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In the immortal words of Brian, “We are all individuals”, and in no format is this truer than in the world of trading. With so many different assets and formats available for traders, each individual will find a particular style which appeals to them. In this article, we will look at some of the major differences that exist between different styles of trading, and this will hopefully leave you better placed to define your style (and then trade wisely based on that).

Technical vs. Fundamental

There are two schools of thought that exist within the world of trading. The first of these is “technical”, an analytical style that involves taking an in-depth look at the price history of an asset, and uses this to predict future movements in the asset’s value. While it may be assumed that the opposite of this style is a trader who relies on their gut instincts, this is not considered a valid school of thought! Rather, the second type is referred to as “fundamental” analysis, which prefers to look at economic factors before making trading decisions.

One of the biggest differences between these styles is the different type of investment that can be based upon the analysis. In the case of fundamental analysis, the data being looked at normally stretches over a number of years, and as such, it is unreliable for making short-term trades. This is because the trader/investor is taking a long-term position which they hope will be proven correct as the share value corrects itself. In contrast, technical analysis allows a trader to make short-term trades, perhaps designed to last for an hour or less, as the graphs will allow trends to emerge.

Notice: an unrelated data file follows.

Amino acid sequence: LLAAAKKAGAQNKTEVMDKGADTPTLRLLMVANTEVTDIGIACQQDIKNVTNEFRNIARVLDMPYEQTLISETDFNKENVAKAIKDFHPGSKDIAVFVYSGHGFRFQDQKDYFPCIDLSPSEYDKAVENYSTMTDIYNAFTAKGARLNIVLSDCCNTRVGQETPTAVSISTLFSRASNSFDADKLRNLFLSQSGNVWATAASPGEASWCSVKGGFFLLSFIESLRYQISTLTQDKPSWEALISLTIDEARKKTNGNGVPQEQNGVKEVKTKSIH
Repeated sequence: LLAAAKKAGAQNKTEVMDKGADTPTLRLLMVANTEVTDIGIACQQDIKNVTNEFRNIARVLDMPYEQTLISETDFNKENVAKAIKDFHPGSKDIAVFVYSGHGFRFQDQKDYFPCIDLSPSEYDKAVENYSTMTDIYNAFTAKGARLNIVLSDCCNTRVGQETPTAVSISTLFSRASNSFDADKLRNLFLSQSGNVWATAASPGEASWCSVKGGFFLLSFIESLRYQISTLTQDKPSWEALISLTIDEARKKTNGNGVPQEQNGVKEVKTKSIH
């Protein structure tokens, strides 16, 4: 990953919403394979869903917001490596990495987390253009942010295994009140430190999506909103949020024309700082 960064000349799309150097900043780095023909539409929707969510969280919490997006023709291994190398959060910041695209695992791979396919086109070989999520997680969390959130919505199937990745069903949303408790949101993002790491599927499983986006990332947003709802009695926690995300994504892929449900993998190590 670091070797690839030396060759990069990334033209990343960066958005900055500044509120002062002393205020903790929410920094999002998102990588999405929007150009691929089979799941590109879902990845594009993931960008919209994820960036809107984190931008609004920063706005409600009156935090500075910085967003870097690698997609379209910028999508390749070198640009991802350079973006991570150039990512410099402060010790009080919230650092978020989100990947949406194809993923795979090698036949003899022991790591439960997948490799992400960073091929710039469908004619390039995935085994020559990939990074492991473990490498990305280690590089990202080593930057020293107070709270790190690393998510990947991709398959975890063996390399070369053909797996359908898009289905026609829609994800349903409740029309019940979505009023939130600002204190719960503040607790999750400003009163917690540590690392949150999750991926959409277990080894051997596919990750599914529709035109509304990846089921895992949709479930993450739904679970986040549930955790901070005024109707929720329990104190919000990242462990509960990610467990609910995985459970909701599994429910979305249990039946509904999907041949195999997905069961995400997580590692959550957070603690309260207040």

Short-Term vs. Long-Term

As hinted to above, the timeframe for a person’s investment can vary enormously. For some traders, and this is particularly prevalent in the binary options world, trades can last from a month to as short a time as a minute.

Short-term trades can only be based on a technical analysis, and traders may enjoy the rush that comes from turning a profit in a very short space of time. Short-term trades (for example day traders) will close their positions at the end of a day, which while allowing a trader to make profits fairly quickly, can also result in missed profits should an asset continue to rise, or losses that could have been averted.

Long-term trading, usually over the course of a year, is for traders/investors who are patiently playing the long-term trading game. Warren Buffett has said that his preferred time to hold a stock is, “forever”, and that you should “Only buy something that you’d be perfectly happy to hold if the market shut down for 10 years.” Profits may be withdrawn less frequently, but can be far larger in size.

Manual vs. Automated

With more and more traders turning to an automated trading system, it’s quickly becoming a very significant part of the trading world. While a correctly programmed automated system can cut out many human errors, and has the capability of trading 24/7, it can remove much of the rush from the trading experience, with the human relegated to a mere bystander. In contrast, the human trader can sometimes get carried away, thus deviating from their pre-determined plan, as well as being restricted to a reasonable number of assets at any one time.

Conclusion

While Brian’s statement in The Life of Brian was followed by the crowd repeating his sentiment in unison (thereby cancelling out the sentiment), it’s important to take the opportunity to find the exact trading style that suits both your personality and intended outcomes from the trading experience – your individuality will create a unique trading experience for you.